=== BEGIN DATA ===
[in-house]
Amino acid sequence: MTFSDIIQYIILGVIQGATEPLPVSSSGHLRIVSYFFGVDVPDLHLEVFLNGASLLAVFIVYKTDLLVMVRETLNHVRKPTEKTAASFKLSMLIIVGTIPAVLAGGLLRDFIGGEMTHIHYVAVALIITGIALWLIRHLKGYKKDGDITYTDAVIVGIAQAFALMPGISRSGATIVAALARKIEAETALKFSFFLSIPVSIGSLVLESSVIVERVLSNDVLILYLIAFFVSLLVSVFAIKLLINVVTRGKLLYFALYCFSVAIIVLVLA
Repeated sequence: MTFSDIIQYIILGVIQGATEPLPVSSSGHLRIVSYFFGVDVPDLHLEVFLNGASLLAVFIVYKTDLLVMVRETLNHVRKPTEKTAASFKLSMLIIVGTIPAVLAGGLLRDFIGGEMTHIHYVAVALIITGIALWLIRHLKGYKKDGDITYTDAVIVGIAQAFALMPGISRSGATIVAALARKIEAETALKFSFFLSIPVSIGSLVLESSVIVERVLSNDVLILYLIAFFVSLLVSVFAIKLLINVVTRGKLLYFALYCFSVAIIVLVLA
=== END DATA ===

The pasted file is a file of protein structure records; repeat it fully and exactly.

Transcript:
[in-house]
Amino acid sequence: MTFSDIIQYIILGVIQGATEPLPVSSSGHLRIVSYFFGVDVPDLHLEVFLNGASLLAVFIVYKTDLLVMVRETLNHVRKPTEKTAASFKLSMLIIVGTIPAVLAGGLLRDFIGGEMTHIHYVAVALIITGIALWLIRHLKGYKKDGDITYTDAVIVGIAQAFALMPGISRSGATIVAALARKIEAETALKFSFFLSIPVSIGSLVLESSVIVERVLSNDVLILYLIAFFVSLLVSVFAIKLLINVVTRGKLLYFALYCFSVAIIVLVLA
Repeated sequence: MTFSDIIQYIILGVIQGATEPLPVSSSGHLRIVSYFFGVDVPDLHLEVFLNGASLLAVFIVYKTDLLVMVRETLNHVRKPTEKTAASFKLSMLIIVGTIPAVLAGGLLRDFIGGEMTHIHYVAVALIITGIALWLIRHLKGYKKDGDITYTDAVIVGIAQAFALMPGISRSGATIVAALARKIEAETALKFSFFLSIPVSIGSLVLESSVIVERVLSNDVLILYLIAFFVSLLVSVFAIKLLINVVTRGKLLYFALYCFSVAIIVLVLA